Force India says preferential treatment for new F1 entry was fair

Force India has defended the controversial decision to allow it to immediately earn Formula 1 prize money with its 'new' entry

Force India says preferential treatment for new F1 entry was fair

It had initially been expected that, while Force India could keep its historic commercial rights income, it would have to wait for new 'Column 1' earnings for current results.

It subsequently emerged that the plan is for it to continue getting all income as before, although such a move still requires approval from other teams.

Force India has had to relinquish the points it had scored prior to its takeover and start afresh from the bottom of the table, but is already back up to ninth in the constructors' championship following its Belgian Grand Prix results.

Unanimous support on the column 1 issue has not been forthcoming yet, with Haas in particular seeking clarification on why it missed out on tens of millions of dollars of income by having to wait two years for its first such payments after its entry in 2016.

Force India team principal Otmar Szafnauer said he understood rivals' frustrations, but thinks it is correct that F1 treats his outfit differently.

"I understand why a new entrant needs to finish in the top 10 for two years in a row, to start getting column 1," he told Autosport.

"In the past when teams would enter, not really have the resources to enter and then be in for a bit and out, and in, Bernie [Ecclestone] didn't want that.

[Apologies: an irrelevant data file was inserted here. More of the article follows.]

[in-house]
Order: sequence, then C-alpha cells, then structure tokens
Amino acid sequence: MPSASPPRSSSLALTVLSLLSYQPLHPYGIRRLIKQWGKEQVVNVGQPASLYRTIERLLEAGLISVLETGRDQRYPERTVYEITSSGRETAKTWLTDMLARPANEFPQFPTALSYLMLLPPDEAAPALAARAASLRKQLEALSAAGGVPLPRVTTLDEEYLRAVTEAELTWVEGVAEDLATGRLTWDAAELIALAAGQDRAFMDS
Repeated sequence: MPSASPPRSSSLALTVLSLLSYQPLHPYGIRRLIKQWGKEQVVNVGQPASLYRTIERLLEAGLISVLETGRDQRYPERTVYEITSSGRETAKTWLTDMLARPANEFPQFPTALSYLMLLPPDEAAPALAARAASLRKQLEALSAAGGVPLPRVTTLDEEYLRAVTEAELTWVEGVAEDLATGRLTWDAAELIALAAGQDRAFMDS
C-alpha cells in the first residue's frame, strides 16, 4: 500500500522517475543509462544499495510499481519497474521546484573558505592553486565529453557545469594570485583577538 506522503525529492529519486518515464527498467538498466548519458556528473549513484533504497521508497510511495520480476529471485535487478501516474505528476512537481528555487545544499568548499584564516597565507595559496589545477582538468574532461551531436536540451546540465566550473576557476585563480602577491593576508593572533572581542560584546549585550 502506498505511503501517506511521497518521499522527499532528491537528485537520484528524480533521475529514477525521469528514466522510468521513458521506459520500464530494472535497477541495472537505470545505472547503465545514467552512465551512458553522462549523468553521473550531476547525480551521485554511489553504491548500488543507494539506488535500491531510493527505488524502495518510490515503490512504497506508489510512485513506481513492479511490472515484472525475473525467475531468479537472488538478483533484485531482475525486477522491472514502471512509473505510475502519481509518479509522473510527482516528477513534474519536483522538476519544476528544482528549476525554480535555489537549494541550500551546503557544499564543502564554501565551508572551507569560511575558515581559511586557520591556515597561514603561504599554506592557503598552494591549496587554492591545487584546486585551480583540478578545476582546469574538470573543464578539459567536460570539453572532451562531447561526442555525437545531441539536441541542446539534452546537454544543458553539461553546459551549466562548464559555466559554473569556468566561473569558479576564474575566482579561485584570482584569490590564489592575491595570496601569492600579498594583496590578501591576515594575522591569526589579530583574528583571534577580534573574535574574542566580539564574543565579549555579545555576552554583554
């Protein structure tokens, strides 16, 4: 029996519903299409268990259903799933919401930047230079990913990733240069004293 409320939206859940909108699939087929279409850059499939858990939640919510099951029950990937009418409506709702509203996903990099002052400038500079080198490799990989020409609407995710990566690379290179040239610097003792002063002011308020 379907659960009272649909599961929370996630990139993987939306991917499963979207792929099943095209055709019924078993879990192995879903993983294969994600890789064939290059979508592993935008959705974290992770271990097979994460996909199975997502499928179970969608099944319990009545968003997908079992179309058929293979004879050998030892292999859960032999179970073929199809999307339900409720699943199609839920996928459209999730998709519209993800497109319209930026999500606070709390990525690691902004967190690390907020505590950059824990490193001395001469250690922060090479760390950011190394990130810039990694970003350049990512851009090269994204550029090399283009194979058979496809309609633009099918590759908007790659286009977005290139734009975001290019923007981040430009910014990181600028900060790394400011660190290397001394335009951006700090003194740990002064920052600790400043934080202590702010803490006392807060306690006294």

"He wanted 10 solid teams. So, Bernie thought, 'right, if you can survive for two years without money from me, then the third year when you do get money from me then there is no question that you can survive'. That is why he did it for new entrants.

"This team has been racing for [over] 25 years. It is not a new entrant. There is no question of survival going forward.

"So that bit of it doesn't really apply. Not to mention 25 years ago when it entered [originally as Jordan] it probably had to do that. So why do it twice?"

Asked whether he was concerned Force India's privileges could set a controversial precedent, Szafnauer said: "I don't think so. This has happened once in our lifetime.

"It isn't like next year the same thing can happen."

Force India owner Lawrence Stroll held several meetings with teams over the Belgian Grand Prix weekend to explain his involvement in the takeover and offer clarity on the commercial elements.

Szafnauer said the initial feedback had been "positive" given rumours of a cut-price deal had been circulating.

"A lot of teams didn't have the intimate knowledge of what happened, as you only get to know either what you learn in the pitlane or read," he said.

"So I think it was important for Lawrence to explain the process he went through and some of the costs, which were really high - exorbitant.

"Some of the teams were saying the consortium got this team really cheap, but not so.

"It was important to get the facts across, so it was not guessing and conjecture and hypothesis."

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